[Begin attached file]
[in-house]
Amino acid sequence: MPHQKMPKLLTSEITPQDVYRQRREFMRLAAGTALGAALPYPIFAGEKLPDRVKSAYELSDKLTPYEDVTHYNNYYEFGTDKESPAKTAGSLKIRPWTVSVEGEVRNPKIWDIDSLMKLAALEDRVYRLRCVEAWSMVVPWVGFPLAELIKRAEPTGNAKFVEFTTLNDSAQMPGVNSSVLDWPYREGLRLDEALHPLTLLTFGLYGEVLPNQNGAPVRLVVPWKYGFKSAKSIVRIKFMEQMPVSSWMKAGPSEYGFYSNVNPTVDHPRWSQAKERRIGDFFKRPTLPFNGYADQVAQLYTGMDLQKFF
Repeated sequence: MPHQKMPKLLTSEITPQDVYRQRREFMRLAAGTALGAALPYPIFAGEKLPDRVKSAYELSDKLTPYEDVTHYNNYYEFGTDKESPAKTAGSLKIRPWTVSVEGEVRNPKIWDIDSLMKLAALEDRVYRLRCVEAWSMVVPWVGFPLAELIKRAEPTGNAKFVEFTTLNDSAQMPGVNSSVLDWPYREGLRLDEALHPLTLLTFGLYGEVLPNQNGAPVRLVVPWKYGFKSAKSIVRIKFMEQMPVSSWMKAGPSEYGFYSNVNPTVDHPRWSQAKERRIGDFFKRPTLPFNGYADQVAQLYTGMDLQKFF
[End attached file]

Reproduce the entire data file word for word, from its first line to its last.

[in-house]
Amino acid sequence: MPHQKMPKLLTSEITPQDVYRQRREFMRLAAGTALGAALPYPIFAGEKLPDRVKSAYELSDKLTPYEDVTHYNNYYEFGTDKESPAKTAGSLKIRPWTVSVEGEVRNPKIWDIDSLMKLAALEDRVYRLRCVEAWSMVVPWVGFPLAELIKRAEPTGNAKFVEFTTLNDSAQMPGVNSSVLDWPYREGLRLDEALHPLTLLTFGLYGEVLPNQNGAPVRLVVPWKYGFKSAKSIVRIKFMEQMPVSSWMKAGPSEYGFYSNVNPTVDHPRWSQAKERRIGDFFKRPTLPFNGYADQVAQLYTGMDLQKFF
Repeated sequence: MPHQKMPKLLTSEITPQDVYRQRREFMRLAAGTALGAALPYPIFAGEKLPDRVKSAYELSDKLTPYEDVTHYNNYYEFGTDKESPAKTAGSLKIRPWTVSVEGEVRNPKIWDIDSLMKLAALEDRVYRLRCVEAWSMVVPWVGFPLAELIKRAEPTGNAKFVEFTTLNDSAQMPGVNSSVLDWPYREGLRLDEALHPLTLLTFGLYGEVLPNQNGAPVRLVVPWKYGFKSAKSIVRIKFMEQMPVSSWMKAGPSEYGFYSNVNPTVDHPRWSQAKERRIGDFFKRPTLPFNGYADQVAQLYTGMDLQKFF